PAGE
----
Biden Admin Says U.S. Won’t Test Anti-Satellite Weapons, and Neither Should Anyone Else

Biden Admin Says U.S. Won’t Test Anti-Satellite Weapons, and Neither Should Anyone Else

While speaking at Vandenberg Space Force Base in California on Monday, Vice President Kamala Harris announced that the United States will no longer conduct anti-satellite missile tests, which are known to produce dangerous quantities of space debris.

These tests, also known as ASAT missile tests, represent “one of the most pressing threats to the security and sustainability of space” according to a White House statement published on April 18.

Last fall, Russia conducted an ASAT missile test that destroyed one of its defunct satellites and required all seven crew members that were then aboard the International Space Station to shelter in place. NASA administrator Bill Nelson later denounced the ASAT test. The Russian show of force produced a cloud of space debris that, some two months later, nearly turned a Chinese satellite into Swiss cheese. China conducted a similar ASAT test in 2007. To date, the United States, Russia, China, and India are the only countries to have successfully shot down a satellite using an ASAT weapon.

“So far, the 18th [Space Defence Squadron] has identified more than 1,600 pieces of debris from the Russian test,” Harris said during her address. The 18th Space Defence Squadron is a space domain awareness team based in Vandenberg. Harris continued: “There are over 2,800 pieces of debris still in space from China’s test 15 years ago.”

Harris also called on other nations — with or without ASAT missile capabilities — to join the United States, which is leading the anti-ASAT missile test charge. “Whether a nation is spacefaring or not, we believe this will benefit everyone, just as space benefits everyone,” Harris said. In its statement, the White House acknowledged the growing number of parties with space-based assets, whether they be governments or private companies, saying:

Developing a shared understanding of what constitutes safe and responsible space activities contributes to a more stable space environment by reducing the risk of miscommunication and miscalculation. This is especially important as there is an ever-increasing number of states and non-governmental entities that rely on space services and space assets which are vulnerable to debris.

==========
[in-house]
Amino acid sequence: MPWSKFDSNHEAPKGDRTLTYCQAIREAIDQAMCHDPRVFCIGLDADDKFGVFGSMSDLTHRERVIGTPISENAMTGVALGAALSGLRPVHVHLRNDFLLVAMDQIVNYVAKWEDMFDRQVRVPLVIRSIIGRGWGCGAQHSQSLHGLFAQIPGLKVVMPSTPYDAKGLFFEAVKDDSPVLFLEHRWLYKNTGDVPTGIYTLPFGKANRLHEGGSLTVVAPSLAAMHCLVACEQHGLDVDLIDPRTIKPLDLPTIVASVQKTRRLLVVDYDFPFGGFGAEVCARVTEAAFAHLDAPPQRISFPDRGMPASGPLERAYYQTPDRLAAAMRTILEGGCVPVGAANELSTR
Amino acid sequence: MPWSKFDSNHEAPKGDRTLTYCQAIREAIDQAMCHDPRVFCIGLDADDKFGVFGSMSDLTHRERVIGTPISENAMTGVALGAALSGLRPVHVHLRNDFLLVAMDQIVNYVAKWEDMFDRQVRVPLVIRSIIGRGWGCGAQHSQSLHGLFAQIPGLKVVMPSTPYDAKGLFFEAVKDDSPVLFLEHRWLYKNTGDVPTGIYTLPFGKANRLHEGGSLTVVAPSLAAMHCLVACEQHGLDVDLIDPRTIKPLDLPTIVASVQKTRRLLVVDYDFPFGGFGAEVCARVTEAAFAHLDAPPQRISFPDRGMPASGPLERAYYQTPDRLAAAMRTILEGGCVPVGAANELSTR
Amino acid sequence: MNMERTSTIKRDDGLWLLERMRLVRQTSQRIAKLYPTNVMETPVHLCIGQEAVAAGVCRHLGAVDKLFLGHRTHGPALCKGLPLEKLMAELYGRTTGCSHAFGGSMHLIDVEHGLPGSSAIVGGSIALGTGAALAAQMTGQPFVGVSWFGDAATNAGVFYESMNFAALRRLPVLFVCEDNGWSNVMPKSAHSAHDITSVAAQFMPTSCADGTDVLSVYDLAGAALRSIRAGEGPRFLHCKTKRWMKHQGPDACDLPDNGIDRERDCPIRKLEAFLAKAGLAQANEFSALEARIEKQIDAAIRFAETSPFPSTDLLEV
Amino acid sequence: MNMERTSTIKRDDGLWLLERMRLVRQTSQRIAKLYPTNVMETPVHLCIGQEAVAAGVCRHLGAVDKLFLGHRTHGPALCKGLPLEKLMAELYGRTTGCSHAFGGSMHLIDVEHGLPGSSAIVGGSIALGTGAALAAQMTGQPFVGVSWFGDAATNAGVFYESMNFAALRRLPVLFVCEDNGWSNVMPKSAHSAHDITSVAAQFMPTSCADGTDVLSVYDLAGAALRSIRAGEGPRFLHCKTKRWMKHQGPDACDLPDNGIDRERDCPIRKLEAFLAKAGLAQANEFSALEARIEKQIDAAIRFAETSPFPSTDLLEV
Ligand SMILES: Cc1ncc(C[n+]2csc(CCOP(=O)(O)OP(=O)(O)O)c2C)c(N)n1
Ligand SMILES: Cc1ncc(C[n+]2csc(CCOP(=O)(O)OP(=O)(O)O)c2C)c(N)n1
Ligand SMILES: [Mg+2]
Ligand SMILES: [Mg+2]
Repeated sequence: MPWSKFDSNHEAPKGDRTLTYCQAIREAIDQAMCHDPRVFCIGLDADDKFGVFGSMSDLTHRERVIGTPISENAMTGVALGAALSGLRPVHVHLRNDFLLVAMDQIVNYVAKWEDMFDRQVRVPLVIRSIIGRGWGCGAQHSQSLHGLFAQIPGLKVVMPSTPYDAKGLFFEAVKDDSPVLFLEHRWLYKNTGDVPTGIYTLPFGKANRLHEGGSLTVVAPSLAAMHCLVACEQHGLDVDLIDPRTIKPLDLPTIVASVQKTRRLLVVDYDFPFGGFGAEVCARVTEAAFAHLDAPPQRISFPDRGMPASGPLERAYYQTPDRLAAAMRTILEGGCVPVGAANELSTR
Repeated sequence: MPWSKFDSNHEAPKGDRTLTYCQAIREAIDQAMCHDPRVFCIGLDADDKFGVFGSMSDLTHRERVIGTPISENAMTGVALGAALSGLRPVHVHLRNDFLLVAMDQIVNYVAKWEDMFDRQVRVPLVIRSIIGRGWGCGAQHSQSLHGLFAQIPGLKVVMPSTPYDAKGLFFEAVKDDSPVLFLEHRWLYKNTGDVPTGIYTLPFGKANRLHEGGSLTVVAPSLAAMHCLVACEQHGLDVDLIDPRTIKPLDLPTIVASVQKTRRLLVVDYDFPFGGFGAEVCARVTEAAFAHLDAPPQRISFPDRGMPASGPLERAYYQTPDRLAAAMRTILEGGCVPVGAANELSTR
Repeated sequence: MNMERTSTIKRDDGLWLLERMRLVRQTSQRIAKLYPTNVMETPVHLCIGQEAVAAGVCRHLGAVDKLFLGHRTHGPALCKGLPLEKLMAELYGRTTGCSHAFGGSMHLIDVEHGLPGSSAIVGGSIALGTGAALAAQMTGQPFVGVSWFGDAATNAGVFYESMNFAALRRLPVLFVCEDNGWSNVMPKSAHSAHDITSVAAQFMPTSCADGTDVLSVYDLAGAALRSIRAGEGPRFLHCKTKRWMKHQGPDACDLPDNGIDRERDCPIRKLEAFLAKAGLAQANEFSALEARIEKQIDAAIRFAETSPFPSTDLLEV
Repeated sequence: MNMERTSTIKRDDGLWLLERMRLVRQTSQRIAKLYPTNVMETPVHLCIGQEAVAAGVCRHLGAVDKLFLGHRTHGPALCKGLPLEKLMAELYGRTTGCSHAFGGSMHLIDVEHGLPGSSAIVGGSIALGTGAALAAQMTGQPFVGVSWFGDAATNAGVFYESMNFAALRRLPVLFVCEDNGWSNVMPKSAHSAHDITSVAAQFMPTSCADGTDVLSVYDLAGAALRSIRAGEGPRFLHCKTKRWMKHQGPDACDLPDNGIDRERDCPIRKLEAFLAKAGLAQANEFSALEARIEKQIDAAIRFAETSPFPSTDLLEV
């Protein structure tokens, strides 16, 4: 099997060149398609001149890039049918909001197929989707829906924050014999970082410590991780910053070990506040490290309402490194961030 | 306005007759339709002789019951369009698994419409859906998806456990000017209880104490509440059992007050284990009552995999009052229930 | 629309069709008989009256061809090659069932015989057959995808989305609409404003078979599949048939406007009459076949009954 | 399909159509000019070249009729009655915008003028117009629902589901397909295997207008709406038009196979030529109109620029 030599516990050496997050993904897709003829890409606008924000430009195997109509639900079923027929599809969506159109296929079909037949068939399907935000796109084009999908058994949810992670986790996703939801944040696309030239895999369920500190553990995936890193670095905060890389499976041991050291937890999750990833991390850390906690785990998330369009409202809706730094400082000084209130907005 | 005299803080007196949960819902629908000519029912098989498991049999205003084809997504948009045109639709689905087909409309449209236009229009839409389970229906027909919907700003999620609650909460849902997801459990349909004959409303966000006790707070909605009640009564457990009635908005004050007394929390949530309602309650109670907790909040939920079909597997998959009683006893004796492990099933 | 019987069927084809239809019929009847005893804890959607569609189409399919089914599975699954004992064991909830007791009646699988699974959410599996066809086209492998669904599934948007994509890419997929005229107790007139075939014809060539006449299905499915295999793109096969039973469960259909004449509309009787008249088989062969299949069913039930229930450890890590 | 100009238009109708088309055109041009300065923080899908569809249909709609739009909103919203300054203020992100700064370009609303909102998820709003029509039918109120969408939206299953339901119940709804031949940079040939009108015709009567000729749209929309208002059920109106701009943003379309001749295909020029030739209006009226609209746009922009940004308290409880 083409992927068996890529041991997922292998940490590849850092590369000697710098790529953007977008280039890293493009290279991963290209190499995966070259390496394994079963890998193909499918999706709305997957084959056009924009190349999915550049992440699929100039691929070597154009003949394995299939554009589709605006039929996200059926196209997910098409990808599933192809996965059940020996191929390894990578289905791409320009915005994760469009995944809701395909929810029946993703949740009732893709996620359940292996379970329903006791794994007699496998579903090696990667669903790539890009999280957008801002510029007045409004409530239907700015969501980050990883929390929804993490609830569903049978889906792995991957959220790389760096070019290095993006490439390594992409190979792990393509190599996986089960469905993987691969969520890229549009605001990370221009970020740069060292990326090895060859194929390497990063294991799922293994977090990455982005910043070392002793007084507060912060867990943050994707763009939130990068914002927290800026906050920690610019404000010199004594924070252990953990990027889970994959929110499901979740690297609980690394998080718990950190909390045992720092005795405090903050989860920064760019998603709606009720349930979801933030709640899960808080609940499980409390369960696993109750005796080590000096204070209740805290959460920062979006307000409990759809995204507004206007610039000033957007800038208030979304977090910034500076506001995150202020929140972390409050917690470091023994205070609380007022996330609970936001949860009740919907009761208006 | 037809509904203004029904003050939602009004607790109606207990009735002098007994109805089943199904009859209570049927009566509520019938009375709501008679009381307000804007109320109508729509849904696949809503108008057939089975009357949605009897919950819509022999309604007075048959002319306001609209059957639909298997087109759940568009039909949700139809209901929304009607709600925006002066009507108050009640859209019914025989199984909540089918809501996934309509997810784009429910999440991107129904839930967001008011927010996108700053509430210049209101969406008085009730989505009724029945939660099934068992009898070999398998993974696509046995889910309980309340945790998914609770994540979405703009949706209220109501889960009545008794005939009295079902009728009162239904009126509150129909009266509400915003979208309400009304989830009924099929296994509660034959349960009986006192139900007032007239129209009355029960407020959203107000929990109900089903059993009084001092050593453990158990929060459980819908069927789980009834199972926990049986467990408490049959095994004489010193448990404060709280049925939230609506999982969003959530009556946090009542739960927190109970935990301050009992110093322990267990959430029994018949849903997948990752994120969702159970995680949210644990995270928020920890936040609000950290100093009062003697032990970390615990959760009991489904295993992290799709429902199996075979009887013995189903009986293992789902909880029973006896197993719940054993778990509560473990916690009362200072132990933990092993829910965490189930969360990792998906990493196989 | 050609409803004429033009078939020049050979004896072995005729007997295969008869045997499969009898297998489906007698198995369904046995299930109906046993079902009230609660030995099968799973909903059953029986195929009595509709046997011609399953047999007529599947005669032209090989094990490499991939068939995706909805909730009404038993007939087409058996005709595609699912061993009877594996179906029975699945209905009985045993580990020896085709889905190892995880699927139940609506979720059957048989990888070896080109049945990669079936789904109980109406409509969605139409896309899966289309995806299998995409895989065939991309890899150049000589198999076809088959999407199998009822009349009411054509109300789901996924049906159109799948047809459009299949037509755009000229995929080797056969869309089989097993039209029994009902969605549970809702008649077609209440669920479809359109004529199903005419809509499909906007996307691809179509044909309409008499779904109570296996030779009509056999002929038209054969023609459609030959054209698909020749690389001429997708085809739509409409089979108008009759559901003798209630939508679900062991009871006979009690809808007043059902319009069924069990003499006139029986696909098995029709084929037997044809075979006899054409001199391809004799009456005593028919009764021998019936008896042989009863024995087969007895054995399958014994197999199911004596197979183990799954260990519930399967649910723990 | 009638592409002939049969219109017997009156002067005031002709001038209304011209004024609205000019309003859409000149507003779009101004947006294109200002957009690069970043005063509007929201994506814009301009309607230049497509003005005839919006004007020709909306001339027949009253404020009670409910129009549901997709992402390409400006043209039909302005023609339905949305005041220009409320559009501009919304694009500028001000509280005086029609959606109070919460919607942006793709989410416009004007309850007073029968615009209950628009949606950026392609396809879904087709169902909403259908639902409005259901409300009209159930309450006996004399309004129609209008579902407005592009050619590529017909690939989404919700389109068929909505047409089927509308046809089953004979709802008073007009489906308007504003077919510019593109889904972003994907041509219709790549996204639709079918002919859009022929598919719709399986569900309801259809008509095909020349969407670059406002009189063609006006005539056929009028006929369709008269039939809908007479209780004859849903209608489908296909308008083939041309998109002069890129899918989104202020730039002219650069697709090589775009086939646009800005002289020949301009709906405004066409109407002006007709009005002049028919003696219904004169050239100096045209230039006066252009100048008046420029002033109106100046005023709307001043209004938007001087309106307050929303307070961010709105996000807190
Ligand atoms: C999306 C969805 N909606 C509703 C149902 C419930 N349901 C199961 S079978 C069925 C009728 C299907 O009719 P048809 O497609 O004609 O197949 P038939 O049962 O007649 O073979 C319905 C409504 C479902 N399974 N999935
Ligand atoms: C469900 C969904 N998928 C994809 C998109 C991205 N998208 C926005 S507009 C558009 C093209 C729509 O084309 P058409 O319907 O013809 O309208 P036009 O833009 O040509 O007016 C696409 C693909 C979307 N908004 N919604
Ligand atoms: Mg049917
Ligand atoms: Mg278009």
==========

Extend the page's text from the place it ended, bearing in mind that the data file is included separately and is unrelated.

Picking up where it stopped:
As it stands, this agreement is completely self-imposed and is not bound by any specific treaty. Accordingly, the Biden administration, or any future administration for that matter, could suddenly and unilaterally decide to ditch the restriction. That said, the Pentagon expressed the need for some form of international agreement last December.


“It’s so important to reduce the risks of inadvertent escalation and misunderstanding, which can expand beyond the space domain,” said deputy secretary Kathleen Hicks of the U.S. Department of Defence at a National Space Council Meeting in December 2021. “We would like to see all nations agree to refrain from anti-satellite weapons testing that creates debris.”

This recent announcement from Vice President Harris also comes during the continuing Russian-Ukrainian conflict. The Biden administration’s proclamation to not use ASAT weapons may be a sign that the United States is worried about threats to its assets in space, particularly from foreign powers like Russia.

Editor’s Note: Release dates within this article are based in the U.S., but will be updated with local Australian dates as soon as we know more.

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